Originally published August 12, 2015
In our nonprofit work, we often focus our talent discussions on the frontline, asking ourselves if we are doing enough to find and grow our major gift officers in a scarce environment. However, as development shops grow and the industry evolves, we are on the cusp of a parallel talent crisis for prospect development, information systems, and other operations services. Best practices will soon be determined by development programs that are proactive in attracting, valuing, and growing talent in these areas. This is evident because:
The Non-Profit World Will be Competing with Other Ondustries in the Talent Shortage
Consider this: A McKinsey & Company study predicts that, by 2018, the United States could face a shortage of up to 190,000 workers with deep analytical skills and 1.5 million managers and analysts with the ability to use big data analytics to make effective decisions. We are competing globally not just for the “data geeks” but also for decision-makers who can meaningfully apply data to practice and strategy. These positions will become increasingly hard to fill in nonprofits, as private sector salaries increase accordingly.
Fundraising is Increasingly Data-Driven
Gone are the days when fundraising was an activity driven solely by a chief development officer and the rolodexes of the board. Development offices are increasingly reliant on data (and the team members who can maintain, interpret, and report on that data) in large part due to three realities.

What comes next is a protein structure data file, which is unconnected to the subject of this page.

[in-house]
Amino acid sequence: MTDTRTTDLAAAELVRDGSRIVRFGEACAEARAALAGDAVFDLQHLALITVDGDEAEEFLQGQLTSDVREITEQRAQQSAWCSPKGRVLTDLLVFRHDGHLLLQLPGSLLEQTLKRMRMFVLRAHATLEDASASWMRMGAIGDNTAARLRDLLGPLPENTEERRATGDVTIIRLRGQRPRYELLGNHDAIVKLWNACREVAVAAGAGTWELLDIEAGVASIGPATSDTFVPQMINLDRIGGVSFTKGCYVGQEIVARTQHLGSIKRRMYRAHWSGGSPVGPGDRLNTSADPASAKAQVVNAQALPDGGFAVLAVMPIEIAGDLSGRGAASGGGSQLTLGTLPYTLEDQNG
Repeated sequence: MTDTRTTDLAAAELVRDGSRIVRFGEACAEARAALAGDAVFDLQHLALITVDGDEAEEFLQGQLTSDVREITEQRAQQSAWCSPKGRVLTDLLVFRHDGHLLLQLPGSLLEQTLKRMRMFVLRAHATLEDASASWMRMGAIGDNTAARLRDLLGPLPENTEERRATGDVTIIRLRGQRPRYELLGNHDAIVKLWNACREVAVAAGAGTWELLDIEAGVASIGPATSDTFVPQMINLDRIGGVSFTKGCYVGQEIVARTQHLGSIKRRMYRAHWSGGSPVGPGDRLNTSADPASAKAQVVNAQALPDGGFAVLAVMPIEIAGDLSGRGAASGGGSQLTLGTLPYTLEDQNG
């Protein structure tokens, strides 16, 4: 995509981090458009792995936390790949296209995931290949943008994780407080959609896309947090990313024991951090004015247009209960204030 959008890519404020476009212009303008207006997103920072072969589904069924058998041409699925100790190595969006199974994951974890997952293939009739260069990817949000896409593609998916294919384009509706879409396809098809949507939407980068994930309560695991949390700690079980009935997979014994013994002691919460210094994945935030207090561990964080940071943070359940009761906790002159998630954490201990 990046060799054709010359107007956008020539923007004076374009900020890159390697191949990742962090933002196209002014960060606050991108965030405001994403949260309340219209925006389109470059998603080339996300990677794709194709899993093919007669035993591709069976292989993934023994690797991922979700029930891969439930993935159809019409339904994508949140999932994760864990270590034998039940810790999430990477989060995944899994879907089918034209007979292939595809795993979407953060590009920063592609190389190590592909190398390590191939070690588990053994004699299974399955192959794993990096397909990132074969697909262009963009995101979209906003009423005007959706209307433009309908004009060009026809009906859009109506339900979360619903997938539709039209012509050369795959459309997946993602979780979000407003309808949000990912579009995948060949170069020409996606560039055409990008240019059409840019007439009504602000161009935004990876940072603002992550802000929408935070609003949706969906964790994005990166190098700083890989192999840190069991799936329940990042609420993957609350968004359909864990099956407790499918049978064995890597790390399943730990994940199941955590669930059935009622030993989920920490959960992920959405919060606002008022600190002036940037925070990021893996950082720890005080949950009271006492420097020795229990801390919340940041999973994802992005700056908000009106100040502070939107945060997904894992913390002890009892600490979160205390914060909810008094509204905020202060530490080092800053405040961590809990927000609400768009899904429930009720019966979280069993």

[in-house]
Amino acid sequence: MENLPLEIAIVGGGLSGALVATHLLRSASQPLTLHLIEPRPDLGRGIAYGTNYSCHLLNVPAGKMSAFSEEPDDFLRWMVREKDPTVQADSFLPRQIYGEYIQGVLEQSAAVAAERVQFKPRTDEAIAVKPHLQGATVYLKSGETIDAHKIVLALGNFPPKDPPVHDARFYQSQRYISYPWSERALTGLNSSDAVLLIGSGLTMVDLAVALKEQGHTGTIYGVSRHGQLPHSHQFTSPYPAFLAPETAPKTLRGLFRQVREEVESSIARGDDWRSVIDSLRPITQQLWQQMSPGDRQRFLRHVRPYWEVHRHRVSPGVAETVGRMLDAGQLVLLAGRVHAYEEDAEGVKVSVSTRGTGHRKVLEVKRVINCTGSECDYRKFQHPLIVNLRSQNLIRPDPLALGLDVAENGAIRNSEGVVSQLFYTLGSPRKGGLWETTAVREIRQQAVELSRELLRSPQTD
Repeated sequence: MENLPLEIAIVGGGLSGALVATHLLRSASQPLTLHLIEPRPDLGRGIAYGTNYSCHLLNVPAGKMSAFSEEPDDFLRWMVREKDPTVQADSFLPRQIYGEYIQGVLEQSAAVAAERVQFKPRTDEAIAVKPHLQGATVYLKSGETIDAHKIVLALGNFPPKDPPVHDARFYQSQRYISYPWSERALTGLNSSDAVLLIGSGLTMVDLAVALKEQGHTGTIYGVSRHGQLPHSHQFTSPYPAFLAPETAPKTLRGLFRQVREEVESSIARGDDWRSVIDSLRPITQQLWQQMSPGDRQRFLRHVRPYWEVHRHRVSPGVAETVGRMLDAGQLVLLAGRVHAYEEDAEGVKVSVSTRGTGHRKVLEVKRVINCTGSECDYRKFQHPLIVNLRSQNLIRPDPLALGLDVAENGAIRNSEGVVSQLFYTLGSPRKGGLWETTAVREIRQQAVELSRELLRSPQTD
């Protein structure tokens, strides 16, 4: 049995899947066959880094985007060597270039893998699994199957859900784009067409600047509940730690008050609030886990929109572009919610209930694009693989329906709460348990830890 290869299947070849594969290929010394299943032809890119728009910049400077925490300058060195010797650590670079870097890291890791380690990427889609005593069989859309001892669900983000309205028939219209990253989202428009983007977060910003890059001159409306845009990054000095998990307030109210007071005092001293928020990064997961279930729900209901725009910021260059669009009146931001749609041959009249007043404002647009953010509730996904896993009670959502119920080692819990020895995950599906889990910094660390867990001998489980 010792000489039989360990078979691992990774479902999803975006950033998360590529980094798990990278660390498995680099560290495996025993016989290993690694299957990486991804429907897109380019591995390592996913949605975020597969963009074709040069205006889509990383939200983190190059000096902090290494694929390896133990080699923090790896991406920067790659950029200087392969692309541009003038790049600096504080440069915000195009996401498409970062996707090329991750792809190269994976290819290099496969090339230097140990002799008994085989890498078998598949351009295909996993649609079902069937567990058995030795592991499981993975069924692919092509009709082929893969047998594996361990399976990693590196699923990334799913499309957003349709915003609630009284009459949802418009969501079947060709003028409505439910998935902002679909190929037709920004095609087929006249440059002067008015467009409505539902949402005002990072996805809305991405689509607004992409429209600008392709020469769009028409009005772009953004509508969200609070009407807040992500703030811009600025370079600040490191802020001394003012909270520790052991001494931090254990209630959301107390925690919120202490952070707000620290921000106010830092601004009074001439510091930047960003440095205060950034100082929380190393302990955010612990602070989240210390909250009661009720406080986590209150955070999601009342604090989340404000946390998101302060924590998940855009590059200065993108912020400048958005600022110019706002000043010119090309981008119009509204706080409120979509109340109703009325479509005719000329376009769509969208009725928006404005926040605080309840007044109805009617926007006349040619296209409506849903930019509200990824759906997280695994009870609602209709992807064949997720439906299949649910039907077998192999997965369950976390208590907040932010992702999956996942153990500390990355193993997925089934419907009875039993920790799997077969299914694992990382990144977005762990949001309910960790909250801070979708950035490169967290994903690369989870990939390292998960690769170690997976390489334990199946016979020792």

Organizations have more data to work with—both in tracking constituents over time and in accessing information about them through research.
There are more sophisticated tools for interpreting and analyzing data—analytics, predictive modeling, and other donor analysis.
Utilizing data transforms outcomes—established prospect management and analytics programs are strongly correlated to higher fundraiser performance and better ROI on annual giving.
However, high-level data analysis cannot exist without strong practices and continuity of the team managing the data and databases themselves. In our industry, record management, tracking, and reporting are often practices specific to the institutions. Retaining talent in operations establishes consistency in those practices so that the records are accurate, the data in turn is reliable, and the analysis of the data is sound.
Operations Team Members Must Have Multi-Faceted Strengths to be Successful
Operations, prospect development, and information services cover a wide variety of program types and teams. They can include everything from financial management to prospect management to stewardship and events. In many cases our operations teams are heavily dominated by early career professionals, and the gap between entry level positions and the next level of seniority is wide. Managers and directors in operations have to embody multiple professional strengths to be successful. However, we seldom invest in building the robust skill sets of these critical employees. Consider the many areas requiring the focus of top operations leaders.
- Risk Assessment
- Resource Management
- Compliance and Protocols
- Project Management
- Systems Utilization and Training
- Data Management, Analysis, and Reporting
- Donor Experience and Prospect Coordination
- Internal and External Messaging and Branding
- Integration of Operations Teams and Data with Strategic Decision Making
- Solutions that Meet the Core Business Needs of a Variety of Teams
- Industry, Vendor, and Peer Research
- Priority Setting and Internal Alignment
- Performance Management and Gap Analysis
As talent management rises in its prominence in leadership concerns, conference agendas, and resource investment, organizations must ensure that the conversation targets both the frontline and the infrastructural talent to make true development success a reality.
Bentz Whaley Flessner’s experts in talent management, analytics, and operations and systems can help your organization develop new and existing talent on your data and operations teams. For more information please contact us at firstname.lastname@example.org or call (952) 921-0111.
Copyright © 2015 Bentz Whaley Flessner & Associates, Inc.